Loving and Losing

” ‘Tis better to have loved and lost than not to have loved at all” (Tennyson)

Jack and Joy

Jack and Joy at the Kilns in Oxford

Today’s show tells the lovely (and tragic story) of C S Lewis’ marriage to Joy Gresham.   Jack did not marry until he was 58 years old and after three years of happiness he lost his wife to cancer.  His wife was named Helen Joy Davidman at birth but went by Joy all her life.  She was of Jewish background, a poet and a writer with a razor-sharp wit and a love for books.  Early in her life she became a Communist and wrote articles and edited the poetry column for one of their publications.  She married a fellow communist, Bill Gresham, who was handsome, charming and a writer, but who was rootless and a philosophical drifter.   They had two sons, David and Douglas, early in their marriage.

Joy Davidman (photo by Lottie Jacobi, 1951)

Joy Davidman in 1951

Although they both made a journey from Communism to Christianity, Bill soon retrogressed.  His repeated unfaithfulness caused the marriage to break up.  Joy corresponded with C S Lewis about some of the problems she was having with her faith and a real friendship developed.  She traveled to England so that she could speak to Lewis in person.  When a divorce was inevitable, she moved to England with her two sons and began to see more of Lewis.   She fell in love with him, and he with her, partly because of her courage in battling cancer.  They were married at her bedside in the hospital and she experience a remarkable remission of the cancer.  They were able to have 3 happy years together before the cancer returned and Joy died.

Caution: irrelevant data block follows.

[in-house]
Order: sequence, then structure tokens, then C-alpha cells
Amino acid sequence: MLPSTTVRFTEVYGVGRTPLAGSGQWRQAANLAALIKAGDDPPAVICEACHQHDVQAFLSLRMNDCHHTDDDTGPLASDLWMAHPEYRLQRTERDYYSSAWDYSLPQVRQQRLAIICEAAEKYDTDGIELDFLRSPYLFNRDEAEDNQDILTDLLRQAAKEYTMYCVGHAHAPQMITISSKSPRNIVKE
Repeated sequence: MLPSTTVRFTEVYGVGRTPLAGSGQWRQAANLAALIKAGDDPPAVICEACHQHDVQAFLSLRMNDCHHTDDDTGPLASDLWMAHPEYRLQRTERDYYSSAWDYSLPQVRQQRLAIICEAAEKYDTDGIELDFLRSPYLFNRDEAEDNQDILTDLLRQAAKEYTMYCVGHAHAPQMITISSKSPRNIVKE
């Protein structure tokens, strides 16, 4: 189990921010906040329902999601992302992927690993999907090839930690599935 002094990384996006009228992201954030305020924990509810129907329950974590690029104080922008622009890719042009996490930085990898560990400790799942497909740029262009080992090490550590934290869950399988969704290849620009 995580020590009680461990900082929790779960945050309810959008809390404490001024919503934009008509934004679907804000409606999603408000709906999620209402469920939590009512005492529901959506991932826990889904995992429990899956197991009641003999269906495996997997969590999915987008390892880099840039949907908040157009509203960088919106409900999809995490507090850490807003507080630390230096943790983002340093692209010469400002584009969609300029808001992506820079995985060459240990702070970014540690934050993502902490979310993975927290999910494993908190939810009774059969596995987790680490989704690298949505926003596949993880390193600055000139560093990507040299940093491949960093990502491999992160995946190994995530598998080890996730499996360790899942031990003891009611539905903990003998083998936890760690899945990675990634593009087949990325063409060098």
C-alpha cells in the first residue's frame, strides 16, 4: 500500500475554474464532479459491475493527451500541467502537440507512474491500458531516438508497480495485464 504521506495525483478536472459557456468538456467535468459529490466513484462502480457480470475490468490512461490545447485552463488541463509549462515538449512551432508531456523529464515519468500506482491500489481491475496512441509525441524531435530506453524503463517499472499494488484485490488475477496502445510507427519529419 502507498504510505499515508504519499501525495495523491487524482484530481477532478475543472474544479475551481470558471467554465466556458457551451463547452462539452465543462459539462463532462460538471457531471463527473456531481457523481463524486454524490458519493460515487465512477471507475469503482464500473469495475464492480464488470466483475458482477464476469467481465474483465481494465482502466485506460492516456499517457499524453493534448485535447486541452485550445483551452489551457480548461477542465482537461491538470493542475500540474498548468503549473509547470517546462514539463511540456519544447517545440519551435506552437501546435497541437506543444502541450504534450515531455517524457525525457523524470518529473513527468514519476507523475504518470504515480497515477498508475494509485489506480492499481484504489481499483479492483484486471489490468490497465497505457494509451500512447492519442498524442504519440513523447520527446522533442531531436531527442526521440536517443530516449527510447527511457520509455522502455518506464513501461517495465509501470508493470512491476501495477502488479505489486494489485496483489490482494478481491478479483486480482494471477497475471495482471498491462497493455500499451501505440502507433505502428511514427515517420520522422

Joy Inscription

Inscription For Joy's marker

This story is told in a very appealing visual manner in the movie “Shadowlands”, with Anthony Hopkins and Debra Winger.   The material we cover in this podcast comes from three books.


“Jack; A Life of C S Lewis”  by George Sayer

“Through The Shadowlands” by Brian Sibley

“A Grief Observed” by C S Lewis





Leave a Reply